How To Use Rose Water In The Kitchen

Valentine's Day is a holiday that can't escape symbolism and, besides hearts, roses are the most recognisable supposed sign of love and affection associated with February 14. You can give a dozen or so, sure, but if you like your gifts to be a little more edible, consider working a little rose water into your cooking.

Photo by Karlis Dambrans on Unsplash

Rose water can be used to add a heady, floral fragrance to dishes both sweet and savoury, but it must be used quite judiciously. We all have that one old relative whose house raises questions such as, "are these the soaps I'm supposed to wash my hands with?" and "is this potpourri or a snack?" If this isn't the aesthetic you want to embrace this V-Day, make sure to incorporate the fragrant flower water with a very light hand. This is particularly important in raw applications, such as cocktails or dishes that don't see any heat.

Adding rose water to an existing recipe is quite easy - just splash in a few drops - but some flavour pairings work better than others. Here are some of our favourite things to make a little more rosy:

  • Cocktails: Just a drop or two of rose water can make your cocktail a little more romantic. Try it with simple, gin-based cocktails such as martinis - Hendrick's works really well as a base spirit - or use it in the place of orange blossom water for a rosy take on the Ramos Gin Fizz.
  • Whipped cream: Rose-scented clouds of fluffy whipped cream would be equally inviting on chocolate lava cakes or fresh strawberries. Just add two or three drops to your heavy cream before whipping, and prepare it as usual.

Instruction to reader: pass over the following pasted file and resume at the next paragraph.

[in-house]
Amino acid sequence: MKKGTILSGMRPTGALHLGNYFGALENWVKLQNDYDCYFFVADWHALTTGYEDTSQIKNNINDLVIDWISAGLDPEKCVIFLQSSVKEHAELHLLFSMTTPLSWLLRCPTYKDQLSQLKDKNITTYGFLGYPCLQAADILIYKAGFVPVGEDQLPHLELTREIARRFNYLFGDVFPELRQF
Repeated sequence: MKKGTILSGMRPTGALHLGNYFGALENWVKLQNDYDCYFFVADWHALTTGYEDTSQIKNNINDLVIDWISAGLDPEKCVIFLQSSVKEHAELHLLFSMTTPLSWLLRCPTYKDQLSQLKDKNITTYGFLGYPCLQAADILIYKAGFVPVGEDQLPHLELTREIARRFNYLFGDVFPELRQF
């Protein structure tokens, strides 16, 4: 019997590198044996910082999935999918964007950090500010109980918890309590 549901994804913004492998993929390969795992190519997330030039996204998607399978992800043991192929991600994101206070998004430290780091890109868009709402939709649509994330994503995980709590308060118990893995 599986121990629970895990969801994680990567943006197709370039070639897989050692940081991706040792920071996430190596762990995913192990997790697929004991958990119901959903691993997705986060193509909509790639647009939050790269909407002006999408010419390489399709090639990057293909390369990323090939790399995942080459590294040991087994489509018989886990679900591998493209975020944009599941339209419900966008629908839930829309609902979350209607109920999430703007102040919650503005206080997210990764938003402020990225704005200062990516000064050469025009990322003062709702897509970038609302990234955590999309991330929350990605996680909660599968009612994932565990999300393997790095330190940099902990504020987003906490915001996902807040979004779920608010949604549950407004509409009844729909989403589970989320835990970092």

• Baked goods: Use rose water as you would any other extract, or use it in place of vanilla. This works particularly well in lemon, almond or pistachio flavoured cakes, cookies and sweets. When baked, the fresh, floral flavour of the rose water becomes sweeter, jammier and a bit fruity.
  • Dark, rich meats: Rosy meat may not sound overly appealing, but rose can provide a nice balance to hearty lamb, particularly in stews or paired with saffron. You can also add a few teaspoons to any meaty braise, particularly if the recipe features citrus, pomegranate or honey.
  • Fruit salads: You could add a few drops of rose water to almost any fruit salad, but I think it would be particularly at home in a beautiful melange of blood oranges, grapefruit and tangelos. Make a simple syrup by combining half a cup of rose water, half a cup of plain water, and a cup of sugar, drizzle that on top of your peeled and sliced citrus, and sprinkle on some shelled pistachios and fresh mint.

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